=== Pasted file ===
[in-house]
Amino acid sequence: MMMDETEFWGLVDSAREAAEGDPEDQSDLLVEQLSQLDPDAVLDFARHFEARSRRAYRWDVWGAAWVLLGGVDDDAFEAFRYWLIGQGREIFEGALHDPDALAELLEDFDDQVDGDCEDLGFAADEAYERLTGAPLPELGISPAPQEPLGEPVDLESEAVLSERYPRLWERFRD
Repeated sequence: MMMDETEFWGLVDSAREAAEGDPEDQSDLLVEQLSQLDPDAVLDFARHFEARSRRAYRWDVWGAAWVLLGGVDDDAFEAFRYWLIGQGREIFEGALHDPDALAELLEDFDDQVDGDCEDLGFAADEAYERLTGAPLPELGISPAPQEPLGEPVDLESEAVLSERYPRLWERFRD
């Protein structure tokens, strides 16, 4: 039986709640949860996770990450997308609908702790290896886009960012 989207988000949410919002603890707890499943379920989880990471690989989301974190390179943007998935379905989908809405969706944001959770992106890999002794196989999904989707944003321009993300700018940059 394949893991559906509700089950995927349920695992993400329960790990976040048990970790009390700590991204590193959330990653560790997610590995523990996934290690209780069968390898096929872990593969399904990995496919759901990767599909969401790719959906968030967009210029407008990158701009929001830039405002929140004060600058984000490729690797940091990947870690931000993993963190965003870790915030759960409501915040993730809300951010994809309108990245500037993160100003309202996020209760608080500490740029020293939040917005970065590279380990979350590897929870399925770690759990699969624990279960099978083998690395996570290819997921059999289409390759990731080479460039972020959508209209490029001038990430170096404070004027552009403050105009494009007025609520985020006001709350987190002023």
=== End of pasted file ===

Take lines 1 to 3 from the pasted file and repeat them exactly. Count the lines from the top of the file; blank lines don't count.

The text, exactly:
[in-house]
Amino acid sequence: MMMDETEFWGLVDSAREAAEGDPEDQSDLLVEQLSQLDPDAVLDFARHFEARSRRAYRWDVWGAAWVLLGGVDDDAFEAFRYWLIGQGREIFEGALHDPDALAELLEDFDDQVDGDCEDLGFAADEAYERLTGAPLPELGISPAPQEPLGEPVDLESEAVLSERYPRLWERFRD
Repeated sequence: MMMDETEFWGLVDSAREAAEGDPEDQSDLLVEQLSQLDPDAVLDFARHFEARSRRAYRWDVWGAAWVLLGGVDDDAFEAFRYWLIGQGREIFEGALHDPDALAELLEDFDDQVDGDCEDLGFAADEAYERLTGAPLPELGISPAPQEPLGEPVDLESEAVLSERYPRLWERFRD